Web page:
“I think that song captures the feeling of why Simon and I decided to start this,” Sam told me just moments before he went on stage to perform at a VH1 Party at the W Hotel in downtown Austin. “With [Iglu & Hartly], we were touring for two years. We were away from our families and friends, which is fine –that’s what we’d die for, seeing new places and meeting new people– and what we signed up for when it’s working, but when you’re a part of something that just doesn’t feel like you, there’s a disconnection there. There’s a feeling where you’re rootless, you’re literally like just a part of this moving thing. But you’re just floating. That song’s important to us, because it was the first song where we were like, ’Exactly.’ That’s always going to be a song that’s close to our hearts, that signified the beginning of this whole project.”
“We made every possible mistake in my last experience,” Simon continued. “So all we have to do is go okay, ’What do we NOT do?’. It really does lead you down the right path in a general sense. The past experiences were very, very helpful to this project. To really establish it, and get it moving fast, and have it be really fun.”
After writing some 200 songs, the band arrived on a handful by the end of 2010 which they felt were strong enough to record. Save for the drums, the entirety of the album was recorded and produced by Simon in his second bedroom studio. “It goes to show you you can record something at home and get on Top 40 radio if you really, really focus,” Simon proudly proclaimed. “It freaks people out. ’You made it sound THAT big in THAT little room?'”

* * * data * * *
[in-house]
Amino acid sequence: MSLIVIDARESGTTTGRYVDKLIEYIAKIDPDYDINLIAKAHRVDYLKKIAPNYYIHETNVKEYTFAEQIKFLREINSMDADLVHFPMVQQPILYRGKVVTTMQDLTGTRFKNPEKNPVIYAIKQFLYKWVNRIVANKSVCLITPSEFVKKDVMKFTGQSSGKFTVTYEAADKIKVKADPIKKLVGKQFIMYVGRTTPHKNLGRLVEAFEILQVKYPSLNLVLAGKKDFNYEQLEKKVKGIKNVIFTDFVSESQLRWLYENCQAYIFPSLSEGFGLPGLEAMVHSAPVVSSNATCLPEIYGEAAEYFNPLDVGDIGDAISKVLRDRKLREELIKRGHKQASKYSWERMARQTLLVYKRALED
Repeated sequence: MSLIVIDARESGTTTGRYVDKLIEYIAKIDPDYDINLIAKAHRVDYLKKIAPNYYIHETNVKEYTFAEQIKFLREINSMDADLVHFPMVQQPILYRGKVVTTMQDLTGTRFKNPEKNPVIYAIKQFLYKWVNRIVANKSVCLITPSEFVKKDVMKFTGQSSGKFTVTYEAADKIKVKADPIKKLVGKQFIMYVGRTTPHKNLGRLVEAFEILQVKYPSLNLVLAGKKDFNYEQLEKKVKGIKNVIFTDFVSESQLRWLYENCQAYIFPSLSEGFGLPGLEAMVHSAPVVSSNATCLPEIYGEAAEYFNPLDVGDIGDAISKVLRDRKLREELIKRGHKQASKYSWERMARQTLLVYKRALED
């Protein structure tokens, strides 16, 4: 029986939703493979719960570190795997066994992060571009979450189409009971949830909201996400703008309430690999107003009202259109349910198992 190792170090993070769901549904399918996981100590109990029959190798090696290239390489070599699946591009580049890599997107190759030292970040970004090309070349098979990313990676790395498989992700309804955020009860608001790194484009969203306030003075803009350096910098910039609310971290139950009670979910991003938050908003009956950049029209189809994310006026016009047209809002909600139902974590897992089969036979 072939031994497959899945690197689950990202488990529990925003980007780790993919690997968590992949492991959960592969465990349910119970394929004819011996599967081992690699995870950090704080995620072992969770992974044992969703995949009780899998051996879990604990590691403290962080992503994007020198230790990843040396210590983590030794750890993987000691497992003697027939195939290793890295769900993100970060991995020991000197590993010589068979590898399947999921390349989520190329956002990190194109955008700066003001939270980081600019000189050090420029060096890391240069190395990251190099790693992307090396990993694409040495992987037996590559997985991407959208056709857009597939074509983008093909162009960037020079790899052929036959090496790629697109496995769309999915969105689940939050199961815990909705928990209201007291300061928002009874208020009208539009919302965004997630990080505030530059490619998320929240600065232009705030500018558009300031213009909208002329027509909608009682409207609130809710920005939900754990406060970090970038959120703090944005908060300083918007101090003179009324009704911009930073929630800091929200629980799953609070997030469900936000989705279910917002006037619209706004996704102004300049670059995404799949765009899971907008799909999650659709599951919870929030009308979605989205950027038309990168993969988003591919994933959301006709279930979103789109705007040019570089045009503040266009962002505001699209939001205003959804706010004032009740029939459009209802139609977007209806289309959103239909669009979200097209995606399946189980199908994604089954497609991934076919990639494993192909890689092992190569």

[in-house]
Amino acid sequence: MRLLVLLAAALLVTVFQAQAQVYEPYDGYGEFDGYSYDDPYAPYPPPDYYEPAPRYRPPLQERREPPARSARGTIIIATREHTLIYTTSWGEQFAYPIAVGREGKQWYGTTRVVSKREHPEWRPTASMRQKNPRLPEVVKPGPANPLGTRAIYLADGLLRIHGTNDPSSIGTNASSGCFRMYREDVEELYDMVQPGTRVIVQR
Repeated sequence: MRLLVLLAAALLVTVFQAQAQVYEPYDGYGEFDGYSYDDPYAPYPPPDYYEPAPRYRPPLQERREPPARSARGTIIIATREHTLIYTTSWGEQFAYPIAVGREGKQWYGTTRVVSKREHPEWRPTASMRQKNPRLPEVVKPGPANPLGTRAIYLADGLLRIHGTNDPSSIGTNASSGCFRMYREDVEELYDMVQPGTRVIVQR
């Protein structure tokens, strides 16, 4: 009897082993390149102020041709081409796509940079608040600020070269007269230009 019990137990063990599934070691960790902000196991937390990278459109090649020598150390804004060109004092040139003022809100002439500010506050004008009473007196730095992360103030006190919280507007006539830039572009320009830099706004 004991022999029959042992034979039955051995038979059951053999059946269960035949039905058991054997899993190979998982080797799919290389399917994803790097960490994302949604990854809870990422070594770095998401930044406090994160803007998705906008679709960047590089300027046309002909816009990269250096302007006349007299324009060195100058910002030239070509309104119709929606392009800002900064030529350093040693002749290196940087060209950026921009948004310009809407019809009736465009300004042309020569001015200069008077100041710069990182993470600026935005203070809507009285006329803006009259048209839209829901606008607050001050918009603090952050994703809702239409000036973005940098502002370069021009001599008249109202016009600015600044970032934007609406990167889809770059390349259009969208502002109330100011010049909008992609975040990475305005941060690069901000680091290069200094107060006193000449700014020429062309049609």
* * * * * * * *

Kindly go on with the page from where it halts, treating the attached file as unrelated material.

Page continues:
The group performed their first official show on May 5, 2011, at which time they also released their EP on Bandcamp. “After our first show, our second show was sold out, just by word of mouth,” Simon added. “We were selling out shows before we knew it.” The band quickly gained a foothold in the Silverlake music community alongside acts like Edward Sharpe and the Magnetic Zeroes and Rocco DeLuca, and began growing an audience at the same time. Eventually, the group’s popularity in the L.A. scene led to a multi-night residency at the hipster enclave Satellite. Their shows were so well-received that the band got signed to Republic Records in October of 2011 by famed A&R man Rob Stevenson, who’s also responsible for signing mega acts like The Killers and Gotye, at which point they began working on what would eventually become Wake Up.
“THAT’S SOUTH BY. SOMETHING BREAKS, OR SOMETHING DOESN’T WORK.”
With the band’s first full-length on the way and some positive wind behind their sails, the group made their way to Austin for the 2013 South By Southwest Music Festival. Over the course of five days, the five full-time members of Youngblood Hawke —joined by bass player Omar Ahmed— would play a total of ten shows, shows that ran the gamut from high profile showcases (Rachael Ray’s party, the MTV/VH1/CMT Live In Austin gig, a Spotify House gig alongside Kendrick Lamar) and private parties (like VH1’s “HELLO AUSTIN!” party). The band, despite being signed to a major label, was responsible for breaking down and setting up their own gear for each of these shows, which is a gargantuan amount of work.